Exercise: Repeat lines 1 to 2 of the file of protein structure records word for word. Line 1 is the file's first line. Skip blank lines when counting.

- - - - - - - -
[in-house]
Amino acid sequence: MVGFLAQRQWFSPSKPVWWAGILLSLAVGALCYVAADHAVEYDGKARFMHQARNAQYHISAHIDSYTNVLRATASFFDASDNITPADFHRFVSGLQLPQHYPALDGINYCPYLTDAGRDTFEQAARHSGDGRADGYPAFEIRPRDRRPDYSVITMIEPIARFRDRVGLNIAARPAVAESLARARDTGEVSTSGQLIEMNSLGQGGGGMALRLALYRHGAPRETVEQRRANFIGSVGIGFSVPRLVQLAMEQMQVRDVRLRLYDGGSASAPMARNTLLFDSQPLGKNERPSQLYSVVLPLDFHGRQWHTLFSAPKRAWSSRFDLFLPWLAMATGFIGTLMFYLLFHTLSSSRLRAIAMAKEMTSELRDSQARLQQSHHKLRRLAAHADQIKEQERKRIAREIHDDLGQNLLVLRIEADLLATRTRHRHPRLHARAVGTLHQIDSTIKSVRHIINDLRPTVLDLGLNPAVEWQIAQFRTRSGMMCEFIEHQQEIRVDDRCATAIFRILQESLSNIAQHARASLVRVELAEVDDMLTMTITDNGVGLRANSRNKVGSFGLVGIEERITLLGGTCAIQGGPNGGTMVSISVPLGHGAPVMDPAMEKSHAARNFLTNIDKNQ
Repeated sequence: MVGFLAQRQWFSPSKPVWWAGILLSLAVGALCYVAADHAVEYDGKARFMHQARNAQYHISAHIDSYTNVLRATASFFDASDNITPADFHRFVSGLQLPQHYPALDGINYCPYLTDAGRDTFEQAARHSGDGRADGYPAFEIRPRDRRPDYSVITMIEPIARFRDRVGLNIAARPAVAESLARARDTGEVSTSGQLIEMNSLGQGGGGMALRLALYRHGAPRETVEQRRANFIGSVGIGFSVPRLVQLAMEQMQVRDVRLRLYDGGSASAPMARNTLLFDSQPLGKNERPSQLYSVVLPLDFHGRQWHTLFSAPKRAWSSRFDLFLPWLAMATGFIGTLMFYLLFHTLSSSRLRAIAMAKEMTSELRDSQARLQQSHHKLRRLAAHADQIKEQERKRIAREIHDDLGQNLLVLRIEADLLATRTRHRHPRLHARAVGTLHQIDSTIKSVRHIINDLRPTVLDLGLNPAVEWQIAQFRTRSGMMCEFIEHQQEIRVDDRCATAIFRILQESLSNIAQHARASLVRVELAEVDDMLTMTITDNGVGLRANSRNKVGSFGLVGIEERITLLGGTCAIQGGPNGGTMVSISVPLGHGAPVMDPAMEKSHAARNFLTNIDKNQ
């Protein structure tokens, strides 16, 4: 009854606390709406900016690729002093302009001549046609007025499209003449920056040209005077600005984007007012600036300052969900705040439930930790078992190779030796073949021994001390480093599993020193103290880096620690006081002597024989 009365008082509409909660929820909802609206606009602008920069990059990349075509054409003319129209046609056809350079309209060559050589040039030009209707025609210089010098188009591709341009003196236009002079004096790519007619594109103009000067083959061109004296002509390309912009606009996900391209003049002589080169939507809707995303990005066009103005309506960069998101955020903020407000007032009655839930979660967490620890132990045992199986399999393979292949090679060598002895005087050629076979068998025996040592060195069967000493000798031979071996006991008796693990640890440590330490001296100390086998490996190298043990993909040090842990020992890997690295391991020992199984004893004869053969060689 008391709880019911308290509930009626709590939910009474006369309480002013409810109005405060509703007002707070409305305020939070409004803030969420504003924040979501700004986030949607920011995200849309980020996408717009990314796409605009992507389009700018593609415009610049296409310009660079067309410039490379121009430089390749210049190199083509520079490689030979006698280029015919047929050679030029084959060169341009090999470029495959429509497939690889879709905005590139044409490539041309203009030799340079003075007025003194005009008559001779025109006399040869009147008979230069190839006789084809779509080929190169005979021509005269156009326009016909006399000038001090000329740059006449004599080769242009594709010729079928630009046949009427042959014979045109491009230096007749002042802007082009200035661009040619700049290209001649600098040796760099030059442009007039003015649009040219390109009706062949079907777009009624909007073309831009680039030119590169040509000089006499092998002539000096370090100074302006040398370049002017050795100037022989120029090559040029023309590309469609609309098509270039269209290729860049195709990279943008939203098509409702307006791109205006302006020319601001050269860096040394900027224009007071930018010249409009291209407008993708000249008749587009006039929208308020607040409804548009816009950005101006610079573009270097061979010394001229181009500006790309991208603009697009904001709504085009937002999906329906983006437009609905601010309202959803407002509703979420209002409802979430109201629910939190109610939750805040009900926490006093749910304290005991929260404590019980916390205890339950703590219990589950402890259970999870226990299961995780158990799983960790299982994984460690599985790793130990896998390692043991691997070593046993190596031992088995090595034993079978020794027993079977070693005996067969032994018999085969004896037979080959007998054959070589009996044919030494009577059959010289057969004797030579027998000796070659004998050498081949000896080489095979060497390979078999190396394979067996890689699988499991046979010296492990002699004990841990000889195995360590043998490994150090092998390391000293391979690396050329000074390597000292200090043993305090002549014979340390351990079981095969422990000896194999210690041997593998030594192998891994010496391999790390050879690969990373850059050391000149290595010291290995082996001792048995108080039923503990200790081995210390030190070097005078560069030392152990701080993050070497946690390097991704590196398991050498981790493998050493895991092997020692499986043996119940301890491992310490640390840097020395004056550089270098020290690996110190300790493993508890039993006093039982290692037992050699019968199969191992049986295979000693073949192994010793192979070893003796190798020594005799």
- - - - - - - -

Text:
[in-house]
Amino acid sequence: MVGFLAQRQWFSPSKPVWWAGILLSLAVGALCYVAADHAVEYDGKARFMHQARNAQYHISAHIDSYTNVLRATASFFDASDNITPADFHRFVSGLQLPQHYPALDGINYCPYLTDAGRDTFEQAARHSGDGRADGYPAFEIRPRDRRPDYSVITMIEPIARFRDRVGLNIAARPAVAESLARARDTGEVSTSGQLIEMNSLGQGGGGMALRLALYRHGAPRETVEQRRANFIGSVGIGFSVPRLVQLAMEQMQVRDVRLRLYDGGSASAPMARNTLLFDSQPLGKNERPSQLYSVVLPLDFHGRQWHTLFSAPKRAWSSRFDLFLPWLAMATGFIGTLMFYLLFHTLSSSRLRAIAMAKEMTSELRDSQARLQQSHHKLRRLAAHADQIKEQERKRIAREIHDDLGQNLLVLRIEADLLATRTRHRHPRLHARAVGTLHQIDSTIKSVRHIINDLRPTVLDLGLNPAVEWQIAQFRTRSGMMCEFIEHQQEIRVDDRCATAIFRILQESLSNIAQHARASLVRVELAEVDDMLTMTITDNGVGLRANSRNKVGSFGLVGIEERITLLGGTCAIQGGPNGGTMVSISVPLGHGAPVMDPAMEKSHAARNFLTNIDKNQ